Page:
Wednesday, May 29, 2024

Have You Decided on Your “Buoni Propositi” for 2022?

“Nonni, let’s sit down and make a list of our New Year’s resolutions” —said no one ever to my Italian grandparents! Even if they had been able to wrap their heads around the idea of waiting for a certain time of year to make improvements to their lives they might have replied “Ah, adesso ‘Tu vuo’ fa’ l’americana’?” (as expressed in the 1956 Neapolitan song; translated “So you want to act like an American”). Still today in some parts of Italy the idea of setting New Year’s resolutions might be thought of as more or less an “americanata”, something exclusively done by Americans.

As it turns out, the practice of setting New Year’s resolutions is nothing new, and nothing that is exclusive to American tradition.  The history of promising to make positive changes at the start of a brand new year goes back about 4,000 years to the Babylonians, whose year began in mid-March when crops were planted. They held ceremonies and religious festivals, which included promises to the gods to pay their debts, in return for receiving the gods’ favor for the coming year (e.g., plentiful crops).  In ancient Rome, however, it was Julius Caesar who established January 1 as the beginning of a new year. The month (January) was named for the mythical Roman god Janus, who presided over life’s transitions and also guarded the gates of Heaven. When you come across images of Janus, you will notice he is portrayed as having two faces—one that looks backward into the past, while the other face looks forward into the future. Thus, in January the Romans made sacrifices to this god and promised good behavior.

Janus coin

Making promises to ourselves to eat better, exercise more, lose weight, save more money, find love, or learn a new skill is not a bad thing. In fact, research shows that those who set positive intentions for self-improvement are more likely to make changes than those that don’t.  So with all of the centuries of practice humans have in making resolutions, why is it that of the 45% of Americans who admit to making them, only about 8% are successful in achieving their goals?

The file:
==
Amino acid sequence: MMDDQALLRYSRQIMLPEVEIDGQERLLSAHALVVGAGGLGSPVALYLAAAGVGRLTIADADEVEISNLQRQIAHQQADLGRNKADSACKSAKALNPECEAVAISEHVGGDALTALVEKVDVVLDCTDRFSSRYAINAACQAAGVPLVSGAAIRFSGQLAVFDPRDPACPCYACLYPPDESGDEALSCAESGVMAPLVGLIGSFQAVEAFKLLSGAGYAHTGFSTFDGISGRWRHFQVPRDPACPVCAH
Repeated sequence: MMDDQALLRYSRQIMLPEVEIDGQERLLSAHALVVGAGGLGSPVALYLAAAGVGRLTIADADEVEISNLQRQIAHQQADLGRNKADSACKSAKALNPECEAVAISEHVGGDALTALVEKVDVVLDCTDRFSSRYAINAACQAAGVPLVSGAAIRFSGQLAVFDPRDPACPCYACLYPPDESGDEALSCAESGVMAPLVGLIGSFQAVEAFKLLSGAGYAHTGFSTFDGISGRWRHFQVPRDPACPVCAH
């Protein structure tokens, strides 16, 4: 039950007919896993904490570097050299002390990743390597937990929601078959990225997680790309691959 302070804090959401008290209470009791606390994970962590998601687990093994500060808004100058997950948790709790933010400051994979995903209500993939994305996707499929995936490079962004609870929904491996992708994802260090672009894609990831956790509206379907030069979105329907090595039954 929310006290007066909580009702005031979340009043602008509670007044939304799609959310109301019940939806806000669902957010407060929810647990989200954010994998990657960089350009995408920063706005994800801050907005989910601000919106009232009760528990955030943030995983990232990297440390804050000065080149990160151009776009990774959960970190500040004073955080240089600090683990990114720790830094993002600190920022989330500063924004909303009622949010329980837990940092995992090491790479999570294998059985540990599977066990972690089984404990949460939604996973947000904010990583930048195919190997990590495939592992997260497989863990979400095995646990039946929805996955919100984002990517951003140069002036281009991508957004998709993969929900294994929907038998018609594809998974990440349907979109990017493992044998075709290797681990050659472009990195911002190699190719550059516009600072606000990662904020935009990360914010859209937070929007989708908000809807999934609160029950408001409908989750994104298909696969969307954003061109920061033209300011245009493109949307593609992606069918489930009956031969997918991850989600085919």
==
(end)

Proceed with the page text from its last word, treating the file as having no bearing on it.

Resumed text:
Well for starters, perhaps we shouldn’t see life improvement as a once-a-year; all-or-nothing proposition.  By nature, we all have an inner drive to continually improve our lives. Folks like my grandparents didn’t wait for a New Year or other big occasion when they saw they needed to make a change. There were no ceremonies, no big announcements, no mentality of letting all hell break lose today and “getting back on track” tomorrow. There was no thinking that a setback should hold them back indefinitely and cause them to give up. Are you kidding? These are the same people who had survived a long journey over rough seas while crowed into a dark, unsanitary ship’s steerage compartment. Giving up was not in their vocabulary.  Their attitude focused on making life the best it could be on a day-to-day basis because for them each day was as fresh a start as the first day of a new year.

The field of psychology has given us ideas about setting realistic goals, breaking them up into small achievable steps, rewarding oneself along the way, etc.  But perhaps the most important ingredient of all is resilience, because life is always wrought with ups and downs; victories and setbacks. Those who persist, believe in themselves, and declare today (and every day) to be a great day to make positive changes will be the real winners in 2022.

References or for Further Reading

Oscarsson M., Carlbring P., Andersson G., Rozental A .(2020) A large-scale experiment on New Year’s resolutions: Approach-oriented goals are more successful than avoidance-oriented goals. PLOS ONE 15(12): e0234097.

Pruitt, S. (2020) The History of New Years Resolutions. https://www.history/com

Reynolds, E. (2020) How to achieve your New Year’s Resolutions, according to psychology.  British Psychological Society’s Research Digest.

Shellenbarger, S (2009) A Cheat Sheet for Keeping Resolutions-People who have stuck to their vows share the secrets of their success; the limits of willpower.  Wall Street Journal  Janus

Raeleen Mautner
Raeleen Mautner
Raeleen Mautner, Ph.D. a dual citizen (US-Italy), holds a doctorate in educational/cognitive psychology and worked for many years as a university psychology instructor.   Her doctoral research was a cross-cultural comparison of body image and other lifestyle factors between the US AND ITALY.  She has written several self-help books based on the life-affirming Italian traditions she learned through both her research and from her Italian immigrant grandparents, with whom she grew up. One of her books, Living la Dolce Vita: Bring the Passion, Laughter, and Serenity of Italy into Your Daily Life (Sourcebooks) has sold over 22,000 copies and been translated into several languages. Raeleen has given numerous presentations and written for publications such as The Italian Tribune, America Oggi, Italian America, Psychology Today. For several years Dr. Mautner produced and hosted her own radio show called The Italian Art of Living Well, where she interviewed well-known and accomplished guests from the Italian American community. Today in her free time, she sings professionally with an Italian band.

Related Articles

- Advertisement -spot_img
- Advertisement -spot_img

L'angolo della poesia

- Advertisement -spot_img
- Advertisement -spot_img

Latest Articles